193

With Git, when using the autocrlf = true flag, a warning is still given when line-endings are changed.

I understand what the warning is for, and how to turn off the line-ending flag, but how do I turn off the warning itself?

1
  • 4
    All the answers here are obsolete — after git introduced gitattributes. Safecrlf is your friend autocrlf is not! Please see my answer
    – Rusi
    Jan 27, 2020 at 5:59

6 Answers 6

345

You can turn off the warning with

git config --global core.safecrlf false

(This will only turn off the warning, not the function itself.)

2
  • 1
    will turning off the warning prevent git from replacing lf by crlf? @chronial
    – aidonsnous
    Sep 29, 2016 at 11:05
  • 10
    @aidonsnous From git docs: If core.safecrlf is set to "true" or "warn", git verifies if the conversion is reversible for the current setting of core.autocrlf. For "true", git rejects irreversible conversions; for "warn", git only prints a warning but accepts an irreversible conversion. If you do not need to reject irreversible conversions, setting core.safecrlf to false suppresses the warning, but still auto converts.
    – Daynil
    Jan 21, 2018 at 20:09
8

You should use core.autocrlf input and core.eol input. Or just don't let git change the line endings at all with autocrlf false and get rid of highlighting of crlfs in diffs, etc with core.whitespace cr-at-eol.

Hope this helps

1
  • Usually, you want that your BAT scripts ends and be commited with CRLF, and your SH script with LF.
    – Sandburg
    Sep 13, 2019 at 16:19
3

I used this way:

Save your current files in Git, so that none of your work is lost.

git add . -u
git commit -m "Saving files before refreshing line endings"

Remove every file from Git's index.

git rm --cached -r .

Rewrite the Git index to pick up all the new line endings.

git reset --hard

Add all your changed files back, and prepare them for a commit. This is your chance to inspect which files, if any, were unchanged.

git add .
# It is perfectly safe to see a lot of messages here that read
# "warning: CRLF will be replaced by LF in file."

Commit the changes to your repository.

git commit -m "Normalize all the line endings"

https://help.github.com/articles/dealing-with-line-endings/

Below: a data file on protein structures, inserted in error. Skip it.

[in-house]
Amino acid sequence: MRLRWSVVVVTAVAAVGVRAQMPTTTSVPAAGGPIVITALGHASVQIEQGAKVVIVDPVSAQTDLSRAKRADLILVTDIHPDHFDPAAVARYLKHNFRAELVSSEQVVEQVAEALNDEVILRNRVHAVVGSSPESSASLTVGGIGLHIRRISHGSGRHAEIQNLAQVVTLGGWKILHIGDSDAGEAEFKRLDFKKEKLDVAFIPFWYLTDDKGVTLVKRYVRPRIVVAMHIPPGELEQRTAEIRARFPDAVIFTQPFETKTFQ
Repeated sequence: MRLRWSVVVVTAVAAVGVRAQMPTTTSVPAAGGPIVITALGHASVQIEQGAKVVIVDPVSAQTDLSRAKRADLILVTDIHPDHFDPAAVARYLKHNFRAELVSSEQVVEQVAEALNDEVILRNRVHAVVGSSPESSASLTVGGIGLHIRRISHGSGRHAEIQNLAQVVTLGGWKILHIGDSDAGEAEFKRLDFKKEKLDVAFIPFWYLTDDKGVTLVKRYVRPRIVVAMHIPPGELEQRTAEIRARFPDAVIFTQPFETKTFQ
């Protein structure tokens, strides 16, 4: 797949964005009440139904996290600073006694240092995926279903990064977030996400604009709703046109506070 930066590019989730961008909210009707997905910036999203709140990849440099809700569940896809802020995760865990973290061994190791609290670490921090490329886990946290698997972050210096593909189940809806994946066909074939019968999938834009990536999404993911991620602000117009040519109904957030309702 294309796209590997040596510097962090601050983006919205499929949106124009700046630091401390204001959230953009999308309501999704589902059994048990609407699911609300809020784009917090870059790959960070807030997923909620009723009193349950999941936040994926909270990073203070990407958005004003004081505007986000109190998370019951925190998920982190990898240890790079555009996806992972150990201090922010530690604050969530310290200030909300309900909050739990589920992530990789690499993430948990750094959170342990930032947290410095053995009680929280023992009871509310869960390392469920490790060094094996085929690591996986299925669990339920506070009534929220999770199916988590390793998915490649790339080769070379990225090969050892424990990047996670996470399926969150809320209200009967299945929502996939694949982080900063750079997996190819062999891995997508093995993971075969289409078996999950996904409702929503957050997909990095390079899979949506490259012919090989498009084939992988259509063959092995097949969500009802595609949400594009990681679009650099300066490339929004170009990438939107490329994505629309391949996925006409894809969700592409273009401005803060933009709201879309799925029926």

2
  • 13
    I believe the OP was trying to avoid seeing those warnings anymore. Not normalize all of the line endings.
    – Mike Cluck
    Jul 31, 2015 at 14:13
  • git rm --cached -r . && git reset --hard seems to do the trick, thanks
    – Shanimal
    Oct 15, 2018 at 21:13
0

You're looking for the core.whitespace option (see git config --help for details).

You can set this option like so:

$ git config core.whitespace cr-at-eol
0

Funnily enough, I had applied both configs like explained here, and my .gitconfig file contained these 2 lines:

[core]
       autocrlf = false
       whitespace = cr-at-eol

Yet I got the warning. Now just to try I commented out both lines and the warning actually disappeared. No idea why I put them in the first place however...

3
  • Did you have different settings for your repository?
    – CervEd
    May 21, 2021 at 15:30
  • Sorry for the late reply... I don't have my config file anymore but I use a similar one I think now and apart from these 2 lines, there's nothing related. Oct 13, 2021 at 0:47
  • Because if there are other settings in yout .git/config that would override your global ones
    – CervEd
    Oct 13, 2021 at 8:17
0

Setting "core.safecrlf false" works. However, after I changed the value to 'true' The output changes from 'warning' to 'fatal' as shown below.

$ git add -A
warning: LF will be replaced by CRLF in .gitignore.
The file will have its original line endings in your working directory

$ git config --global core.safecrlf false

$ git reset

$ git config --global core.safecrlf true

$ git add -A
fatal: LF would be replaced by CRLF in .gitignore

$
1
  • In recent git better to use gitattributes than autocrlf. See my answer. All answers (on this q) are old and obsolete
    – Rusi
    Jan 29, 2020 at 11:51

Your Answer

By clicking “Post Your Answer”, you agree to our terms of service, privacy policy and cookie policy

Not the answer you're looking for? Browse other questions tagged or ask your own question.